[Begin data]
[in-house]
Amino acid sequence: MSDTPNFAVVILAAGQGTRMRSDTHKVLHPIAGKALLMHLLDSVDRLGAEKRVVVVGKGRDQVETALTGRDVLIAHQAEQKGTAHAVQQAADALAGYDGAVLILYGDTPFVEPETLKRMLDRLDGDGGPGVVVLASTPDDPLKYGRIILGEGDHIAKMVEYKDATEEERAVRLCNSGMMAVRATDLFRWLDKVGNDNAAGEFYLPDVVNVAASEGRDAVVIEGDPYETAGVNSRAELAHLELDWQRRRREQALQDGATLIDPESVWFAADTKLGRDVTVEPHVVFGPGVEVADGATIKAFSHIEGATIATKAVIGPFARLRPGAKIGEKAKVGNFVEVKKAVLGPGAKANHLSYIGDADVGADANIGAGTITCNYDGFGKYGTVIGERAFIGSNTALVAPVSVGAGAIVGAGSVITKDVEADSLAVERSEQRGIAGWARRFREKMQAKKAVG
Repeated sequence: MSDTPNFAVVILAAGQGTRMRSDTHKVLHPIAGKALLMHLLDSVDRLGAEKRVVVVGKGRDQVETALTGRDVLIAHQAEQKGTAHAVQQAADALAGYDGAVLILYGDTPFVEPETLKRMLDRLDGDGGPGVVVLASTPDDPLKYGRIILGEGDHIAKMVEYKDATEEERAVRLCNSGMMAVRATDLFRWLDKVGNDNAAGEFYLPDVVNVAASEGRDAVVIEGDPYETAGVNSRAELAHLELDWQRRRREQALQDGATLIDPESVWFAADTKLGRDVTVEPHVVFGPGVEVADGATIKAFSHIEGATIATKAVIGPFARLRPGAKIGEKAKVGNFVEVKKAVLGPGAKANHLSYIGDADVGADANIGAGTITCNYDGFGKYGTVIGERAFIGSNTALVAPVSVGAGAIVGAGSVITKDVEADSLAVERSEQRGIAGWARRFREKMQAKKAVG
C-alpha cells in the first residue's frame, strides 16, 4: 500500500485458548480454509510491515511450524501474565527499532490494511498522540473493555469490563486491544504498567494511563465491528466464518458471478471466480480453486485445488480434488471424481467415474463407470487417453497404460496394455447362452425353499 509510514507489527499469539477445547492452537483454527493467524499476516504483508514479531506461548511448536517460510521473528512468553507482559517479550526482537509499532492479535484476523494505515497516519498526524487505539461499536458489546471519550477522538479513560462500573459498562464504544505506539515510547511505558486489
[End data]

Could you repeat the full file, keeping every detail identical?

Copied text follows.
[in-house]
Amino acid sequence: MSDTPNFAVVILAAGQGTRMRSDTHKVLHPIAGKALLMHLLDSVDRLGAEKRVVVVGKGRDQVETALTGRDVLIAHQAEQKGTAHAVQQAADALAGYDGAVLILYGDTPFVEPETLKRMLDRLDGDGGPGVVVLASTPDDPLKYGRIILGEGDHIAKMVEYKDATEEERAVRLCNSGMMAVRATDLFRWLDKVGNDNAAGEFYLPDVVNVAASEGRDAVVIEGDPYETAGVNSRAELAHLELDWQRRRREQALQDGATLIDPESVWFAADTKLGRDVTVEPHVVFGPGVEVADGATIKAFSHIEGATIATKAVIGPFARLRPGAKIGEKAKVGNFVEVKKAVLGPGAKANHLSYIGDADVGADANIGAGTITCNYDGFGKYGTVIGERAFIGSNTALVAPVSVGAGAIVGAGSVITKDVEADSLAVERSEQRGIAGWARRFREKMQAKKAVG
Repeated sequence: MSDTPNFAVVILAAGQGTRMRSDTHKVLHPIAGKALLMHLLDSVDRLGAEKRVVVVGKGRDQVETALTGRDVLIAHQAEQKGTAHAVQQAADALAGYDGAVLILYGDTPFVEPETLKRMLDRLDGDGGPGVVVLASTPDDPLKYGRIILGEGDHIAKMVEYKDATEEERAVRLCNSGMMAVRATDLFRWLDKVGNDNAAGEFYLPDVVNVAASEGRDAVVIEGDPYETAGVNSRAELAHLELDWQRRRREQALQDGATLIDPESVWFAADTKLGRDVTVEPHVVFGPGVEVADGATIKAFSHIEGATIATKAVIGPFARLRPGAKIGEKAKVGNFVEVKKAVLGPGAKANHLSYIGDADVGADANIGAGTITCNYDGFGKYGTVIGERAFIGSNTALVAPVSVGAGAIVGAGSVITKDVEADSLAVERSEQRGIAGWARRFREKMQAKKAVG
C-alpha cells in the first residue's frame, strides 16, 4: 500500500485458548480454509510491515511450524501474565527499532490494511498522540473493555469490563486491544504498567494511563465491528466464518458471478471466480480453486485445488480434488471424481467415474463407470487417453497404460496394455447362452425353499 509510514507489527499469539477445547492452537483454527493467524499476516504483508514479531506461548511448536517460510521473528512468553507482559517479550526482537509499532492479535484476523494505515497516519498526524487505539461499536458489546471519550477522538479513560462500573459498562464504544505506539515510547511505558486489